HIV stands for Human Immunodeficency Virus.
HIV infects a person’s immune cells. By interfering with the cells that protect us against infection, HIV leaves the body poorly protected against particular types of diseases which these cells normally can fight off easily.
Initally, a person living with HIV may show no symptoms of HIV infection as their immune system manages to control it. However, in most cases their immune system will eventually need help from antiretroviral drugs to keep the HIV infection under control.
A.I.D.S stands for Acquired Immune Deficency Syndrome.
The term AIDS is now very rarely used. It is more usual to talk of ‘late-stage’ or ‘advanced HIV infection’.
Advanced HIV infection is not a single disease or condition. Instead, it is a term that describes the stage when the virus has done enough damage to the immune system to allow cancers, pnuemonia or other opportunistic infections to develop.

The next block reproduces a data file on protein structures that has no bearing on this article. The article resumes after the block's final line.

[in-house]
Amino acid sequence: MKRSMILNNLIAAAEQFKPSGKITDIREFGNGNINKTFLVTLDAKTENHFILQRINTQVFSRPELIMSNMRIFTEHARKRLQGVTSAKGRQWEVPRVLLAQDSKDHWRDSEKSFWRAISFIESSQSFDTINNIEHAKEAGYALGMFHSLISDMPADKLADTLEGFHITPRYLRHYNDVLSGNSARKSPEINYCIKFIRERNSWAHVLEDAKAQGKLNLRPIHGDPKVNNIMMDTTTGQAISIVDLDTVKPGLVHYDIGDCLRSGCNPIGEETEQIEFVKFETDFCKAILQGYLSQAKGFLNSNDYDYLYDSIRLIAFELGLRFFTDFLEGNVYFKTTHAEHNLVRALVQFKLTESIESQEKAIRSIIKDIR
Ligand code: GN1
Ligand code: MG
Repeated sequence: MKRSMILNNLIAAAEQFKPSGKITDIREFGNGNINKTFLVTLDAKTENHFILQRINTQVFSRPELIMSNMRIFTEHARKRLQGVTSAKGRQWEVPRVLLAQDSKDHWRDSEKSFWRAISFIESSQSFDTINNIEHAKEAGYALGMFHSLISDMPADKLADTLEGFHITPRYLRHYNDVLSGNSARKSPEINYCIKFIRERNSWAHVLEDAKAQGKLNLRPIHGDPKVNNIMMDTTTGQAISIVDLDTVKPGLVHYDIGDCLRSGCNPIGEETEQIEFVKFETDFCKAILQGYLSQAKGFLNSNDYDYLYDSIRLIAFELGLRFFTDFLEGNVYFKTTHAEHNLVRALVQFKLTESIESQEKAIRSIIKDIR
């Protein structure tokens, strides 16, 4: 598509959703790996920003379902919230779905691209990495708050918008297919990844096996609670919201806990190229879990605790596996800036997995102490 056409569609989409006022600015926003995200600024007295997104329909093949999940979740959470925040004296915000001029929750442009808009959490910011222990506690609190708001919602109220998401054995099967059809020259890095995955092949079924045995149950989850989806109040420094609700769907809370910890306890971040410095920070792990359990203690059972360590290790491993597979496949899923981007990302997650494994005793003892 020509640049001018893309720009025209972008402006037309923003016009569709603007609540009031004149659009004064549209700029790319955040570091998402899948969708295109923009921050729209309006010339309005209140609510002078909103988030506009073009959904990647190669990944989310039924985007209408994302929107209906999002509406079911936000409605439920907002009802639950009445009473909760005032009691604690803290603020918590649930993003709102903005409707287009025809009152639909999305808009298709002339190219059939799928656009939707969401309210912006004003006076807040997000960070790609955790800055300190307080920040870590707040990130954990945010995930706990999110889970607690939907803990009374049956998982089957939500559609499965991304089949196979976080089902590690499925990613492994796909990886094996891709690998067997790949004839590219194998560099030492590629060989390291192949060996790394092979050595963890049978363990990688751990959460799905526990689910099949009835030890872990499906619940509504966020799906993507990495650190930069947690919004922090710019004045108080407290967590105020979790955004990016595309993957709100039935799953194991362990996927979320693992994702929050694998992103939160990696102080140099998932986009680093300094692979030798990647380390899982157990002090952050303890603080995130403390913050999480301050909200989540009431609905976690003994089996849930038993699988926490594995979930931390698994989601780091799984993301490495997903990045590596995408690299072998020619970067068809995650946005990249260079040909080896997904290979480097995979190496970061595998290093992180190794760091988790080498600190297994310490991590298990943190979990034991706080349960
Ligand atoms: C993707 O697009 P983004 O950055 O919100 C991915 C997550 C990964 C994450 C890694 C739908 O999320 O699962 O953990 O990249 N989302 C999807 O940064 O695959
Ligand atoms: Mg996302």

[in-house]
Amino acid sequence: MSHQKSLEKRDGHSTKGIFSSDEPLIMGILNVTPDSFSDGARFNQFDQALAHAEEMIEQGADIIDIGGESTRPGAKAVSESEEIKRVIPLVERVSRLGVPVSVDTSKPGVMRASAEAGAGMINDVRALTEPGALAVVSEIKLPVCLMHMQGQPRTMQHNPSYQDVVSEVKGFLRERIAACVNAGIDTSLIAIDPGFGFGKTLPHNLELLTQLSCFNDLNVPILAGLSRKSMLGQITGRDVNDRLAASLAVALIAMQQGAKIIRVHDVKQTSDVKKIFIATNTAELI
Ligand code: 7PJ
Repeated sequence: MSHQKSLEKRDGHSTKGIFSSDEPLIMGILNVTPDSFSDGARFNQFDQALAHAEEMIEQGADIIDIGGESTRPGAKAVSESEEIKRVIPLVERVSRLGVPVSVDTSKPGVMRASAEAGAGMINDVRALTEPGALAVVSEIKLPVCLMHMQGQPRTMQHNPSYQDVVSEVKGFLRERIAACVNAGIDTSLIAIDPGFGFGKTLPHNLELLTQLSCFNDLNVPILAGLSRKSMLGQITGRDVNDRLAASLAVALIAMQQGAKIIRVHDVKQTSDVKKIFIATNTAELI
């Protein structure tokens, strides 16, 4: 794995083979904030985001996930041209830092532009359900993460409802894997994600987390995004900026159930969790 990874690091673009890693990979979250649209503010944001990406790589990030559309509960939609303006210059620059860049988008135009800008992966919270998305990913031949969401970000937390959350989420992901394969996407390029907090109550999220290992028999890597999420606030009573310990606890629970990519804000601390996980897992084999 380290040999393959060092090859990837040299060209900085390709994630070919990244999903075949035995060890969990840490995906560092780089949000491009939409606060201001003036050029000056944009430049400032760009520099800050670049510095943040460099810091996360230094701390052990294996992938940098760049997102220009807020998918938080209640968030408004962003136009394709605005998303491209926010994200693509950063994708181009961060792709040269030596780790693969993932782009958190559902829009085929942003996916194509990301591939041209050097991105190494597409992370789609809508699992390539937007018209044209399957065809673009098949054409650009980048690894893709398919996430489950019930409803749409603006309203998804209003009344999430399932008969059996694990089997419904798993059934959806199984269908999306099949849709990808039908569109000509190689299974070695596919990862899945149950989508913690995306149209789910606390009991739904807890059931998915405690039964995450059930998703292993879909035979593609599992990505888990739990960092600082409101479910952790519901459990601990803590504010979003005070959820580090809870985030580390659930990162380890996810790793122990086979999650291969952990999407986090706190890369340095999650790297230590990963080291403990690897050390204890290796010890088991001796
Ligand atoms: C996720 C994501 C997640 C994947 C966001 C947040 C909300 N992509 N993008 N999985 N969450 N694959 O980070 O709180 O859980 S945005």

- HIV can infect anybody
- In 2013: 39, 169 people in the UK contracted HIV through heterosexual sex
- In 2013: 42% of people diagnosed with HIV in the UK were diagnosed late, after they should have started treatment
- There is no vaccine or cure for HIV infection
- An estimated 26, 100 people living with HIV in the UK have not yet been diagnosed
- It is far better to know your HIV status
- It is thought that the majority of new cases of HIV in the UK are spread by people who have recently acquired the infection and do not yet know their diagnosis
- HIV positive people who are successfully medicated, with a sustained undetectable viral load, are unlikely to infect others and can expect to live a near normal life expectancy
The main ways that HIV can be transmitted are:
- Through unprotected sexual intercourse
- From mother to baby (the risk is dramatically reduced with medication)
- Injecting – drug use
The following carry NO risk of HIV transmission:
- Caring for a person with HIV
- Insect bites
- Sharing cutlery or linen
- Toilet seats
- Body massage
- French kissing